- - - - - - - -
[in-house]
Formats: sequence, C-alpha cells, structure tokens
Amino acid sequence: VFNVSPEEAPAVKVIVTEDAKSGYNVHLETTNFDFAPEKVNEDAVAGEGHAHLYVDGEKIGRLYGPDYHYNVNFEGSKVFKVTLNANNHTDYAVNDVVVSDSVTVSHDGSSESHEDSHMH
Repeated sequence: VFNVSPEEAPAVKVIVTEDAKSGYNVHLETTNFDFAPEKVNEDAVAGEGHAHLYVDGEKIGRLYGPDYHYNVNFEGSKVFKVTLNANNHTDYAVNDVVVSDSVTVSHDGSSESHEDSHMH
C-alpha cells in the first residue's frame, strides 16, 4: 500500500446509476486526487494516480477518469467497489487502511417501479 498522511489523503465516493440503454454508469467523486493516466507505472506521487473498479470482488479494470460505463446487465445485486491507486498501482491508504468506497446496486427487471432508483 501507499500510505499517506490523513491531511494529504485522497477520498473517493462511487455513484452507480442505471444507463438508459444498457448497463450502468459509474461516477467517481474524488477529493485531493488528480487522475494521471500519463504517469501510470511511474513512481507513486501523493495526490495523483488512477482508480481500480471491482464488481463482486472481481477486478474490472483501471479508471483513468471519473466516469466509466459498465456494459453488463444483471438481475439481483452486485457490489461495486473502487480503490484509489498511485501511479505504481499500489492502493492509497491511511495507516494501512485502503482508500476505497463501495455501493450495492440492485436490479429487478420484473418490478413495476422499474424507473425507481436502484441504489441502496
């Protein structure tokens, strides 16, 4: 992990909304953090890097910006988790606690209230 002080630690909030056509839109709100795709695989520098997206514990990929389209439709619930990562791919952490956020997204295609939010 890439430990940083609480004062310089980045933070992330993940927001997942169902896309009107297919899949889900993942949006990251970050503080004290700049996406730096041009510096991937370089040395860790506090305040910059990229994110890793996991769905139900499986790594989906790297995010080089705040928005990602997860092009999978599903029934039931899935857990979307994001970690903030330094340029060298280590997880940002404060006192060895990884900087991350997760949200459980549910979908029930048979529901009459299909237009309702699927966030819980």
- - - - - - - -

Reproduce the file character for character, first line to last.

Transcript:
[in-house]
Formats: sequence, C-alpha cells, structure tokens
Amino acid sequence: VFNVSPEEAPAVKVIVTEDAKSGYNVHLETTNFDFAPEKVNEDAVAGEGHAHLYVDGEKIGRLYGPDYHYNVNFEGSKVFKVTLNANNHTDYAVNDVVVSDSVTVSHDGSSESHEDSHMH
Repeated sequence: VFNVSPEEAPAVKVIVTEDAKSGYNVHLETTNFDFAPEKVNEDAVAGEGHAHLYVDGEKIGRLYGPDYHYNVNFEGSKVFKVTLNANNHTDYAVNDVVVSDSVTVSHDGSSESHEDSHMH
C-alpha cells in the first residue's frame, strides 16, 4: 500500500446509476486526487494516480477518469467497489487502511417501479 498522511489523503465516493440503454454508469467523486493516466507505472506521487473498479470482488479494470460505463446487465445485486491507486498501482491508504468506497446496486427487471432508483 501507499500510505499517506490523513491531511494529504485522497477520498473517493462511487455513484452507480442505471444507463438508459444498457448497463450502468459509474461516477467517481474524488477529493485531493488528480487522475494521471500519463504517469501510470511511474513512481507513486501523493495526490495523483488512477482508480481500480471491482464488481463482486472481481477486478474490472483501471479508471483513468471519473466516469466509466459498465456494459453488463444483471438481475439481483452486485457490489461495486473502487480503490484509489498511485501511479505504481499500489492502493492509497491511511495507516494501512485502503482508500476505497463501495455501493450495492440492485436490479429487478420484473418490478413495476422499474424507473425507481436502484441504489441502496
């Protein structure tokens, strides 16, 4: 992990909304953090890097910006988790606690209230 002080630690909030056509839109709100795709695989520098997206514990990929389209439709619930990562791919952490956020997204295609939010 890439430990940083609480004062310089980045933070992330993940927001997942169902896309009107297919899949889900993942949006990251970050503080004290700049996406730096041009510096991937370089040395860790506090305040910059990229994110890793996991769905139900499986790594989906790297995010080089705040928005990602997860092009999978599903029934039931899935857990979307994001970690903030330094340029060298280590997880940002404060006192060895990884900087991350997760949200459980549910979908029930048979529901009459299909237009309702699927966030819980």